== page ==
I was genuinely disappointed when the streak came to an end, but given its recency, I'm sure at some point in the future I'll look back on it fondly and be content I got to witness it in its entirety. To make a comparison to pro-wrestling, my heart sank in a likewise manner when Brock Lesnar pinned the Undertaker at Wrestlemania 30, thus ending the Deadman's 21-0 streak at Wrestlemania events. But now it's a memory I cherish, and I'm not as upset about The Streak ending as much as I am happy that it existed.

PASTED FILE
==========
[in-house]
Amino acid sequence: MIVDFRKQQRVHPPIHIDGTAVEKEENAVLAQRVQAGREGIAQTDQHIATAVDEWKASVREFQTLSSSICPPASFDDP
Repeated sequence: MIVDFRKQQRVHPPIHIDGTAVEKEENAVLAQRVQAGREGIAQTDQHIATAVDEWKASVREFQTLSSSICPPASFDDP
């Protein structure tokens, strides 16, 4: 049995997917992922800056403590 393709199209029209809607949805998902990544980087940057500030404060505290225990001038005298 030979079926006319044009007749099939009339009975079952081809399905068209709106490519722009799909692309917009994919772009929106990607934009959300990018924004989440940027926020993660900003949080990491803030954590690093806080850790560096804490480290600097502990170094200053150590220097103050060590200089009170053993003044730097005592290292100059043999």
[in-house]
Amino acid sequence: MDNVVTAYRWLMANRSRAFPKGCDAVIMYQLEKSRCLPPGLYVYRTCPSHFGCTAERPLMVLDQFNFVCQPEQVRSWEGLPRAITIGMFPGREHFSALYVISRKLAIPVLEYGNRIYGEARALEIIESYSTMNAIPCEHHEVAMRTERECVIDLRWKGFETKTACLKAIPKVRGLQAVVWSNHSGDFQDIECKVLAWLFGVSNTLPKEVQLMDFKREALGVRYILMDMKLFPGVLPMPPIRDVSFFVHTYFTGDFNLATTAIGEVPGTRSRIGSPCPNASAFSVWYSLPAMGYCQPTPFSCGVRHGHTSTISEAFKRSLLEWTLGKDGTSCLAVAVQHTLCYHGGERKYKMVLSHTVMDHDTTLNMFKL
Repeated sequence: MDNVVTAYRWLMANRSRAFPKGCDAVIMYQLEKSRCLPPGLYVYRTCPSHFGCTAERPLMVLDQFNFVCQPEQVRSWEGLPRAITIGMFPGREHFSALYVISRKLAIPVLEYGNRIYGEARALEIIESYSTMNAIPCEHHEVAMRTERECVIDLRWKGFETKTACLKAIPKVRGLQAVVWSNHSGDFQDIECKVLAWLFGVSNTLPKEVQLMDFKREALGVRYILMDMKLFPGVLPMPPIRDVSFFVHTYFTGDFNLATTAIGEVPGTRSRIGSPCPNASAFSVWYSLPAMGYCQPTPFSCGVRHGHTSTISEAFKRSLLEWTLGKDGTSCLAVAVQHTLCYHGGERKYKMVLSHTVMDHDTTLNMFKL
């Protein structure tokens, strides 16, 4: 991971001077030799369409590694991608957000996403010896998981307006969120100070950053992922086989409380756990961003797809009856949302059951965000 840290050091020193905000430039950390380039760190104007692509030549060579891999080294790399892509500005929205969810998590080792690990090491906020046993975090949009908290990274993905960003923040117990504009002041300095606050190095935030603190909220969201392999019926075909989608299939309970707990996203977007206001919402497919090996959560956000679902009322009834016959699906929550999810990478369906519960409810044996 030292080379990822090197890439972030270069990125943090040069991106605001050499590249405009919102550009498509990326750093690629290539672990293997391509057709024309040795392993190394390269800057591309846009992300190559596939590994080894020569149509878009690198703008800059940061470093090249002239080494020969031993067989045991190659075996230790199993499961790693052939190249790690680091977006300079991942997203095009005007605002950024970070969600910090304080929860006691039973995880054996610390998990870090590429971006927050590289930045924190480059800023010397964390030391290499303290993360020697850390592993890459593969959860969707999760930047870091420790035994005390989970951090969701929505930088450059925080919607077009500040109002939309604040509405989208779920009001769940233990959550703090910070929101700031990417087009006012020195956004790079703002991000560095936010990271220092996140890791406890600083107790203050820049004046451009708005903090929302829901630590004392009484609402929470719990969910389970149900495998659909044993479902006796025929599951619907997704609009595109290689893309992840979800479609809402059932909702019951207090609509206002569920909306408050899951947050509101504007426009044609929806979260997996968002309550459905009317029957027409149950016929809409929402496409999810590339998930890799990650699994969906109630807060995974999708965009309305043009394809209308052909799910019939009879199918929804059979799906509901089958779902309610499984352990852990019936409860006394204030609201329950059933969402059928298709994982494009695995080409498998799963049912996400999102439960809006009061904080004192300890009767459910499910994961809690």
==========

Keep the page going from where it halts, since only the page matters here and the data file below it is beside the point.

Maru is still one of the most formidable players on the scene and certainly has a leg up on all the players in his group. He's still expected to cruise through the Ro32 and quite possibly reach the playoffs without a major hitch. But he has been upset before, and it's something he needs to be wary of.
Whilst your average foreign viewer (myself included) won't be able to attest to the specific content of Korean casting, I'm sure we've all noticed that it's saturated with emotion and excitement. It has a clear sense of character: vibrant, uninterrupted, and loud. Say what you will, but I reckon you'd be hard pressed to say the same about TY's stream. And it's not me having a go at TY—he's an amazing player, whose stream has provided me with countless hours of educational entertainment. However, if you want banter, you tune in to someone like, say, PartinG.